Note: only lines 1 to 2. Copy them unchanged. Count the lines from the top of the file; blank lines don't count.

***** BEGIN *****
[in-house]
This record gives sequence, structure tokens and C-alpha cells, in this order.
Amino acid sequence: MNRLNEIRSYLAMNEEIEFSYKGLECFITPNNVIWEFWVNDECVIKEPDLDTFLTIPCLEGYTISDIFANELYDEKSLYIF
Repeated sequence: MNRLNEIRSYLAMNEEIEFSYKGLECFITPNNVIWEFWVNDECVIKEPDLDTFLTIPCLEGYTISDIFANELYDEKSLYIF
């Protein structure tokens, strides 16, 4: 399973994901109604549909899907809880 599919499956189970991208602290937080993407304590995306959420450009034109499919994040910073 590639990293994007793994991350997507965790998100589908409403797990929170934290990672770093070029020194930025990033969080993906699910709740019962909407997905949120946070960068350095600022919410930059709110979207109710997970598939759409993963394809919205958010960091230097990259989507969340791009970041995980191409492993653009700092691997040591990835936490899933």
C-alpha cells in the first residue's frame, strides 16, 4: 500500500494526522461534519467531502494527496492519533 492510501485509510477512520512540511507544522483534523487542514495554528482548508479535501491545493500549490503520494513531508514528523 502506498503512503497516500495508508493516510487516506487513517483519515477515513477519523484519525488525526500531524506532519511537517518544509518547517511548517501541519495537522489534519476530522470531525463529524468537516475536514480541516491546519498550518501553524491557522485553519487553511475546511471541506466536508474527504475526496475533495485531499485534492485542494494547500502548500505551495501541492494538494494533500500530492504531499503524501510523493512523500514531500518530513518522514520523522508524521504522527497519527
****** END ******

[in-house]
This record gives sequence, structure tokens and C-alpha cells, in this order.